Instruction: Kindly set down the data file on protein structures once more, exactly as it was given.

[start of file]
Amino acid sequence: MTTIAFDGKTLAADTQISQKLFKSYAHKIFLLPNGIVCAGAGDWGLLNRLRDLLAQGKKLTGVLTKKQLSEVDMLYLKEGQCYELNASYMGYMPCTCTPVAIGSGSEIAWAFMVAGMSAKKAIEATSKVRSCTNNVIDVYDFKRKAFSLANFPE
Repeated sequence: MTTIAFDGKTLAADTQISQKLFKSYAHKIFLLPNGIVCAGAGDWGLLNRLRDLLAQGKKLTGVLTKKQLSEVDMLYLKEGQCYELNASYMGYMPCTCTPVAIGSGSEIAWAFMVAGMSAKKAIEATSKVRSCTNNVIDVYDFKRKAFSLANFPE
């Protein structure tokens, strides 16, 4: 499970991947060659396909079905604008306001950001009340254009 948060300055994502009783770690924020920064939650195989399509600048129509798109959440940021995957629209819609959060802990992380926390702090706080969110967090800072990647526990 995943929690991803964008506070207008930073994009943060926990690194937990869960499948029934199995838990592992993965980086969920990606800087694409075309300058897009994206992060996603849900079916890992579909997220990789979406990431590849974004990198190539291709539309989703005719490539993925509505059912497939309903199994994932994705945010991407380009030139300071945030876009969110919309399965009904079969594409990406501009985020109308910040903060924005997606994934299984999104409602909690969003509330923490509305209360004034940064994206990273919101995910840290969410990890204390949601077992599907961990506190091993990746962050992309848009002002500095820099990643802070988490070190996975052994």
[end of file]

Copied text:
Amino acid sequence: MTTIAFDGKTLAADTQISQKLFKSYAHKIFLLPNGIVCAGAGDWGLLNRLRDLLAQGKKLTGVLTKKQLSEVDMLYLKEGQCYELNASYMGYMPCTCTPVAIGSGSEIAWAFMVAGMSAKKAIEATSKVRSCTNNVIDVYDFKRKAFSLANFPE
Repeated sequence: MTTIAFDGKTLAADTQISQKLFKSYAHKIFLLPNGIVCAGAGDWGLLNRLRDLLAQGKKLTGVLTKKQLSEVDMLYLKEGQCYELNASYMGYMPCTCTPVAIGSGSEIAWAFMVAGMSAKKAIEATSKVRSCTNNVIDVYDFKRKAFSLANFPE
């Protein structure tokens, strides 16, 4: 499970991947060659396909079905604008306001950001009340254009 948060300055994502009783770690924020920064939650195989399509600048129509798109959440940021995957629209819609959060802990992380926390702090706080969110967090800072990647526990 995943929690991803964008506070207008930073994009943060926990690194937990869960499948029934199995838990592992993965980086969920990606800087694409075309300058897009994206992060996603849900079916890992579909997220990789979406990431590849974004990198190539291709539309989703005719490539993925509505059912497939309903199994994932994705945010991407380009030139300071945030876009969110919309399965009904079969594409990406501009985020109308910040903060924005997606994934299984999104409602909690969003509330923490509305209360004034940064994206990273919101995910840290969410990890204390949601077992599907961990506190091993990746962050992309848009002002500095820099990643802070988490070190996975052994």